“There is no greater duty for any nation than protecting our people and our planet,” - UK Prime Minister, Boris Johnson, at the 2020 COP26 climate conference in Glasgow.
In 2020, the UK exported 688,000 tonnes of plastic packaging waste; that’s an equivalent of 1.8 million kilograms a day. Similarly, many first world countries such as the USA, Germany and Australia export incredible amounts of their plastic waste to third world and developing countries. Investigations revealed that most of the UK's plastic ends up getting illegally dumped in countries like Turkey and Malaysia, turning their beautiful oceans and rivers into toxic dumpsites. The offloaded plastic waste kills hundreds and thousands of marine life every year, while endangering the health of local communities. Illegal burning of such waste has led to serious health problems such as respiratory issues, fuelling an already critical global environmental crisis.
Greenpeace is leading the charge to put pressure on the UK to ban plastic waste exports and take serious action to reduce plastic pollution. The organisation is calling for a complete ban on all plastic waste exports by 2025.
To raise awareness of the issue in a way that would spark serious discussion around the actionable change needed, we knew we had to create something that would grab attention immediately without losing the gravity of our message. Our inspiration was rooted in spotlighting the stark contrast between the environment’s reality and politicians’ often empty political promises, through a satirical approach that made the irony unmissable.
“When doing CG work, artists' and director's creativity - that human touch - can often get lost in the process. At Method & Madness, we use technology (the methodology) to make every part of the process seamless which enables us to retain the creative soul and artistry of film (the madness) by bridging the film and CG world together as one.” - Wenhao Tan, Director of Method & Madness (M&M).
While we chose animation to create a satirical tone, we also wanted the film to convey in the most accurate way possible, the true scale of the issue at hand. To achieve this, we went into intricate detail during the texturing and shading process while also paying attention to composting stages to imbue imperfections of film and camera lenses for a more human touch. An exact replica of Downing Street was built based on satellite imagery.
We researched the most common items that make up plastic waste, which resulted in 150 different pieces of plastic trash. This ranged from plastic shopping bags to pieces of styrofoam, Coca Cola bottles, detergent bottles, take-away food containers, coffee cups, etc. We 3D modeled and textured each item, including the mannequins of Boris Johnson and Michael Gove. For every plastic bottle, bag and milk or yoghurt container, various crushed or damaged versions were made to add to the realism and visual variety. This resulted in turning 67.7 million plastic waste items into CG simulation beauty - the dynamic and powerful avalanche of trash that came crashing down on Boris Johnson.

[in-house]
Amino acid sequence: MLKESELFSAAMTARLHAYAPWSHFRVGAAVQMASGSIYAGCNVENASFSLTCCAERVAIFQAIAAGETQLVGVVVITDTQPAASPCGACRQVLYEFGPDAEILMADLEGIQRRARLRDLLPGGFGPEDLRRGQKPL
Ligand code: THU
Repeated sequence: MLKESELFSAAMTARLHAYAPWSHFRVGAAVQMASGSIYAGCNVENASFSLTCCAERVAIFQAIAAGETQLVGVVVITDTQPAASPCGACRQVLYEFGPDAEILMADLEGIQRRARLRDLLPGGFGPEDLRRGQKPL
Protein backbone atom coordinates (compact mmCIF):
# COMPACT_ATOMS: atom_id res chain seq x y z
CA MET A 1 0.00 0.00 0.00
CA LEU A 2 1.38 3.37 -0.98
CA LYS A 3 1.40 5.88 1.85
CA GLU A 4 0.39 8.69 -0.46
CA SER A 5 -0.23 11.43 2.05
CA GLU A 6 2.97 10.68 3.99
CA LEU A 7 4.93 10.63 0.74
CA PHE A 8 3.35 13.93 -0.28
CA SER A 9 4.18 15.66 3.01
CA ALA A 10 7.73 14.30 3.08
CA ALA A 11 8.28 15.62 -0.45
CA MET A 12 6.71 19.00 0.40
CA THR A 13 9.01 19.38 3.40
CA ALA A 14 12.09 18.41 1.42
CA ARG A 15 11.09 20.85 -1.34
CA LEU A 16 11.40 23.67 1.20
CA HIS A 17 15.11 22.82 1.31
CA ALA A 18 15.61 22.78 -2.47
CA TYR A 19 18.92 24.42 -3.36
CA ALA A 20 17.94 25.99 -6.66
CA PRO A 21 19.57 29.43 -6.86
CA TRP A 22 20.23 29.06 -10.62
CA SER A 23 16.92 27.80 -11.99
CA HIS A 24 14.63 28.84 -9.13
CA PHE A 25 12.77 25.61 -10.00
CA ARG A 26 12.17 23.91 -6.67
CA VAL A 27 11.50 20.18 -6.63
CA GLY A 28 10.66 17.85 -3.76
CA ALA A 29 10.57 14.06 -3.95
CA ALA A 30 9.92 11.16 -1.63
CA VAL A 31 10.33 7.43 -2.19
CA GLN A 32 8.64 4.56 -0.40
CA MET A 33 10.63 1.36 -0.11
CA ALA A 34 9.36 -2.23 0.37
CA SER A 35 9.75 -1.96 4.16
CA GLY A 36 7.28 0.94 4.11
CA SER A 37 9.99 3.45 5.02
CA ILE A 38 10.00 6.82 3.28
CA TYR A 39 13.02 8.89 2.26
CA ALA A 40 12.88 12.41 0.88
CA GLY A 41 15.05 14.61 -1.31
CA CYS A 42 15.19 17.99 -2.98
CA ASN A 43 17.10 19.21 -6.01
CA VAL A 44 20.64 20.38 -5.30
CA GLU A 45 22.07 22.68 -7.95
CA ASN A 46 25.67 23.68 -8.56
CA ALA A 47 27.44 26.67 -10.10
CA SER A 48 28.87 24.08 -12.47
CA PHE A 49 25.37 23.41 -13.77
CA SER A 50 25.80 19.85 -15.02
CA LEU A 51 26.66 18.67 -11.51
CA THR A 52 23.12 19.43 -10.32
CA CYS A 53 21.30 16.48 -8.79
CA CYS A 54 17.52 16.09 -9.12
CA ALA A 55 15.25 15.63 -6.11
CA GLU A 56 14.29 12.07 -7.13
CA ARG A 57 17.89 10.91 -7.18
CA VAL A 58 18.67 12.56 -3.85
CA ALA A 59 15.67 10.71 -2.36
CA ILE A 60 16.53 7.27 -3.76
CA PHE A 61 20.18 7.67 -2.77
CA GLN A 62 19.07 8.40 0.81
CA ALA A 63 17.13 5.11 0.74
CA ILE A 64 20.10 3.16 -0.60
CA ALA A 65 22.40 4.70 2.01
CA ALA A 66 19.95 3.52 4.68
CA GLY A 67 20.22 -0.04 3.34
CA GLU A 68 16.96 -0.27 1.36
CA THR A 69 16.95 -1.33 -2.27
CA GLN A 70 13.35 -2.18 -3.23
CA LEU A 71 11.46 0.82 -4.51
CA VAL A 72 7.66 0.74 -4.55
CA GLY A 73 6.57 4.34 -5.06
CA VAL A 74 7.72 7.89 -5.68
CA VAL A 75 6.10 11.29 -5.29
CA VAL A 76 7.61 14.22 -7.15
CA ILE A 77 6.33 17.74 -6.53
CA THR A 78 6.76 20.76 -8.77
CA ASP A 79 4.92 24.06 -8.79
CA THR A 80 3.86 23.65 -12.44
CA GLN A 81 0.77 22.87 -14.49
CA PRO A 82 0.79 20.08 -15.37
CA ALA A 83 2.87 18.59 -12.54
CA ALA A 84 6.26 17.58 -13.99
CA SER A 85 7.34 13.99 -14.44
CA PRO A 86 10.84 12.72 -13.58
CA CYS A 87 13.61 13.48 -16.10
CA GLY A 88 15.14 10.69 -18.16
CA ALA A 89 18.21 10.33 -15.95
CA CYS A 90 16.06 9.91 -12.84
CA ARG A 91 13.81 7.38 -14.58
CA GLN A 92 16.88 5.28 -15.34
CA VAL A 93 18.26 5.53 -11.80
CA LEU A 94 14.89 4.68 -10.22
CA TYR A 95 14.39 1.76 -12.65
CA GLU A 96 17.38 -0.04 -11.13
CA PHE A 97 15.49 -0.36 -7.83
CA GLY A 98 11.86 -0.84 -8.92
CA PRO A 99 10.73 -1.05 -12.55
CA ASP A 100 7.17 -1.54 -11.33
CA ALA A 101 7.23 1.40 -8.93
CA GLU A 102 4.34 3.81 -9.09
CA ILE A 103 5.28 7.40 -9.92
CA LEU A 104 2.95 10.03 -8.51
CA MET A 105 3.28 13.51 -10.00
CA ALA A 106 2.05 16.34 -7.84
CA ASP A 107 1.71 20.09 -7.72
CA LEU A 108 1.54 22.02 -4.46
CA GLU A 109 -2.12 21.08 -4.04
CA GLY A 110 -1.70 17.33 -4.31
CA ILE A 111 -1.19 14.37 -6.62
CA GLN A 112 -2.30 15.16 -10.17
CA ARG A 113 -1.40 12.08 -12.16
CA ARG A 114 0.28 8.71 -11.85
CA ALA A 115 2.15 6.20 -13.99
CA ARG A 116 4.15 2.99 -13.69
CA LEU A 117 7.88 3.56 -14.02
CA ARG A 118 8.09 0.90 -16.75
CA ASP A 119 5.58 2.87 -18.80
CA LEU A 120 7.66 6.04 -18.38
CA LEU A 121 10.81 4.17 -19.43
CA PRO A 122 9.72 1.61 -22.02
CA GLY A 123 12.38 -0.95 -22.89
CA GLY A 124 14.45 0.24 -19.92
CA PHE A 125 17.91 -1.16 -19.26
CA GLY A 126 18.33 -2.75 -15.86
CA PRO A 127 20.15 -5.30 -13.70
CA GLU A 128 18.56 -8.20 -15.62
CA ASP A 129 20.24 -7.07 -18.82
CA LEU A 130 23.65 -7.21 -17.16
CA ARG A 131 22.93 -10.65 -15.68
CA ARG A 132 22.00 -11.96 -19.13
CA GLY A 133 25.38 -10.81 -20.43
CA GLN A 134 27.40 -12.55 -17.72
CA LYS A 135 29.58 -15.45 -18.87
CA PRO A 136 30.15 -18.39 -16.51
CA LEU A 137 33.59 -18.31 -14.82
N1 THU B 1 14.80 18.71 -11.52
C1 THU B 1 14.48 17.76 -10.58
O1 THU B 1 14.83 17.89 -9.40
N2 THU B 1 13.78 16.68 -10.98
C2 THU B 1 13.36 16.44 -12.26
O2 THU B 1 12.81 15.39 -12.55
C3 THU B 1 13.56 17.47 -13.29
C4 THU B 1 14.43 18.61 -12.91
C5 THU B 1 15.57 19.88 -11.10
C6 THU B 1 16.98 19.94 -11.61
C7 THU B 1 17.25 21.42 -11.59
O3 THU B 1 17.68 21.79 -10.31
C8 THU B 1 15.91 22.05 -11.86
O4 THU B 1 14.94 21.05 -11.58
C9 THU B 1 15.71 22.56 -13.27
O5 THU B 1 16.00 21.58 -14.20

To realise the most realistic camerawork possible, we built a custom virtual reality camera rig that allowed an Oculus Rift VR headset to be mounted to a professional camera mount so the directors could physically hand-operate a "real" camera in a virtual reality representation of the scenes. Our directors ran around Downing Street in virtual reality; he could duck behind CG pieces of furniture and react as the trash storm came by, giving us the depth of field and the ability to create something as physically close to reality as possible. This hand-held feel to the camerawork transports the viewer into the action and lets them experience the kinetic energy on the spot as if they were being swept along with Boris Johnson. This beautifully simulated film encompasses the filmic artistry of cinematic effects with cutting edge CG technology that takes the audience on an eye-opening and shocking journey with a simple message.
“Why the Greenpeace ad proves it's possible to laugh with purpose” - Campaign
Within the first five days of the film’s release, Wasteminster went viral with 6 million views across digital platforms such as YouTube, Instagram, Twitter, among others. It’s currently garnered over 7.5 million views The film has also been shared by high-profile personalities such as Thom Yorke from Radiohead.
It has been picked up by global news and trade media titles including The Guardian, The Independent, Campaign, The Drum, among others. The work has also been awarded Staff Pick by Vimeo, featured on Campaign and Ad of the Week by shots.
Finally, the Greenpeace investigation spurred Turkey — where Great Britain sends 40% of its plastic waste export — to announce its ban on UK plastic waste imports.
We believe that the film’s success and vitality lay in its ability to convey a simple message, in a powerful way. It was through the production methodology that world-class CG technology provided, coupled with the creative soul and artistry of our team that enabled this Method & Madness work of art.
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